by Marcia Allen, Collection Development Librarian
We all know that Harper Lee’s Go Set a Watchman is the book to read this summer. We’ve seen the reviews, both good and bad, that make the title very tempting, and the high number of requests at the library attests to the demand for this newly published tale about Maycomb, Alabama. We’ve also seen the latest by perennial favorite authors such as Daniel Silva, Mary Higgins Clark, and Stephen King. The newest spy thrillers, puzzling mysteries, and shocking tales of horror are readily available from those old favorites. But there are also lots of promising new stories from authors who may not be so familiar to readers looking for something different. A sampling of fiction titles just received at the library reveals the following potential hits:
- The Wild Inside by Christine Carbo. This one’s a nice selection for those who are fans of the Nevada Barr series. Special Agent Ted Systead, who works for the Department of the Interior’s National Park Service, is one of few trained to investigate crimes committed in parks in the western half of the U.S. He has a particular interest in homicides, like the one that has just brought him to Glacier National Park. His trouble is that he witnessed the mauling and death of his own father during a grizzly attack some years ago. This recent murder would also seem to have the same savagery of that long ago grizzly attack, but the victim is found tied to a tree. Ted will have to deal with his own nightmarish memories, as well as the reticence of the locals. Author Carbo has a clear talent for realistic descriptions of the Glacier setting, so this mystery’s rich with atmosphere.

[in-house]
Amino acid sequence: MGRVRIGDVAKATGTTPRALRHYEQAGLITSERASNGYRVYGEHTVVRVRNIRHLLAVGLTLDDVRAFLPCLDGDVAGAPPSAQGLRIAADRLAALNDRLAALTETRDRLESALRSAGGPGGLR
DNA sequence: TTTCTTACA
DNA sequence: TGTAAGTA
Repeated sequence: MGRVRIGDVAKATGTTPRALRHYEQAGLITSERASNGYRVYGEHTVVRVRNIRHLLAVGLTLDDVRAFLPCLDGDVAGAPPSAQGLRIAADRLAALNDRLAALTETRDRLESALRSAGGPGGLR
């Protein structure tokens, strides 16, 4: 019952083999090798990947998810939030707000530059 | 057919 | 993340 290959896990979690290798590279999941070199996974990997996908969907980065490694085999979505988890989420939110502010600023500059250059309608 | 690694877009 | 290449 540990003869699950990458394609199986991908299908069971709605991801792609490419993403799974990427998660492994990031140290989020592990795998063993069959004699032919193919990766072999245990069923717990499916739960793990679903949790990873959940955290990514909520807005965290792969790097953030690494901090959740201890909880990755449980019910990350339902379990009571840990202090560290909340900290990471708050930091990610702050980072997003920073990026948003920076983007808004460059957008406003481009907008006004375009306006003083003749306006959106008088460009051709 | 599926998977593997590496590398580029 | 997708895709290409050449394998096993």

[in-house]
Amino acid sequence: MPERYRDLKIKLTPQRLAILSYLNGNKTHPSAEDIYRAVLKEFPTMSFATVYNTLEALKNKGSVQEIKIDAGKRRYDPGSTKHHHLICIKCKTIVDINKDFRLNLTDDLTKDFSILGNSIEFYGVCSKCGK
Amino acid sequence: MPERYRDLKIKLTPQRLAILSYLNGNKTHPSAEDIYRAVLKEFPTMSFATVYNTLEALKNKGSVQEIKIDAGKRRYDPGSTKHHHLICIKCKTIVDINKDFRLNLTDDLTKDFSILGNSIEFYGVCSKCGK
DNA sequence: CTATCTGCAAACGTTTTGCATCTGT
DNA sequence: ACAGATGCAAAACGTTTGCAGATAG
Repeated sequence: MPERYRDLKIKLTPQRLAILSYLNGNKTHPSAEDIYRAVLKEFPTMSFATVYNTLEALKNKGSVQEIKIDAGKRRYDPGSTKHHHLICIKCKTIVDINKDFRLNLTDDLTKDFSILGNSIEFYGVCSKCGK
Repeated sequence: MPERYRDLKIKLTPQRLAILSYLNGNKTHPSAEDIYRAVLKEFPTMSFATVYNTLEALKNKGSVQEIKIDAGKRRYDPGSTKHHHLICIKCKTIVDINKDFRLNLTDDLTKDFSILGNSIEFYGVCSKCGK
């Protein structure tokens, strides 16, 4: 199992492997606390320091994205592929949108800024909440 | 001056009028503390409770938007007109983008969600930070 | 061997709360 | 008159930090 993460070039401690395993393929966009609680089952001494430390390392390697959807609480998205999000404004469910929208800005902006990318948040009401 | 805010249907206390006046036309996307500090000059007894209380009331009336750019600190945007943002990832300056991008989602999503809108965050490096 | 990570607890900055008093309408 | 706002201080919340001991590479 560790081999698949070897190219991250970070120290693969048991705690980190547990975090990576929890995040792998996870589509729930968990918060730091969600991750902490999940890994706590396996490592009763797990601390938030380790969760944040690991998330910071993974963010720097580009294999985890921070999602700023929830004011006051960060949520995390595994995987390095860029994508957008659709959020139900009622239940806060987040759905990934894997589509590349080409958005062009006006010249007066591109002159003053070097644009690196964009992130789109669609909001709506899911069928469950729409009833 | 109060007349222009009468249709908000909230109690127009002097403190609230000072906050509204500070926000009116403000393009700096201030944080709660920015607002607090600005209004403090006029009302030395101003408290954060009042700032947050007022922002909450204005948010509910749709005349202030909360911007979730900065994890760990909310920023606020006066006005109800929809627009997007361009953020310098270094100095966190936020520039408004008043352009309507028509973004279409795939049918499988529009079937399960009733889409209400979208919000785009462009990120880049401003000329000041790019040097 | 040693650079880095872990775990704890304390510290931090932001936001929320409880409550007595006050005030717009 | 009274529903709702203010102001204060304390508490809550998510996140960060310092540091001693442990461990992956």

- Buell: Journey to the White Clouds by Wallace J. Swenson. In the Idaho territory of 1873, young gunman Buell Mace has become something of an outcast and heads off to the gold fields to offer protection to those whose claims are threatened. Buell is hired by Emma Traen to protect her gold interests, but there are lots of others willing to seize her claims in desperate ways. Buell has new friends on which to rely, but they, too, are in danger, and he will learn what loss is. This is a violent western, depicting a young man’s struggle in an untamed country.
- The Lost Concerto by Helaine Mario. Here’s a thriller from a debut author. The book opens with the doomed flight of a mother and her small son. Their brutal follower manages to kill the mother to regain the boy, but in the confusion and mist of the mountain shrine where the runaways are cornered, the youngster disappears. The boy’s godmother, Maggie O’Shea was a famed pianist, but recent losses of loved ones have sidetracked her career. The discovery of a photo of the missing boy leads her on a journey that will reveal lost artifacts as well as another chance for a fulfilling life. Romance, intrigue, and new discoveries make this an unforgettable read.
- The Flicker Men by Ted Kosmatka. Eric Argus is a quantum physicist with a serious problem: He was at the top of his game as a university research physicist, but the work dragged him through a serious breakdown. Now he’s been given another opportunity to do research with an old friend. In the course of his experiments, he discovers impossible truths: until an observer notes results, the result remains only probability. Hence, we have terms like “retrocausality” that are of major concern. This is a thoughtful work of science fiction, one that questions the nature of the real and the role of human understanding in the universe.
- One final title worth mentioning is Nina George’s The Little Paris Bookshop. This lovely piece of fiction has made various bestseller lists, and it has to be among the most heartwarming books of the summer. It concerns one Monsieur Perdu, the proprietor of a floating bookstore, who helps customers select purchases based not on wants but on what he feels those readers need in their lives. A remarkable book.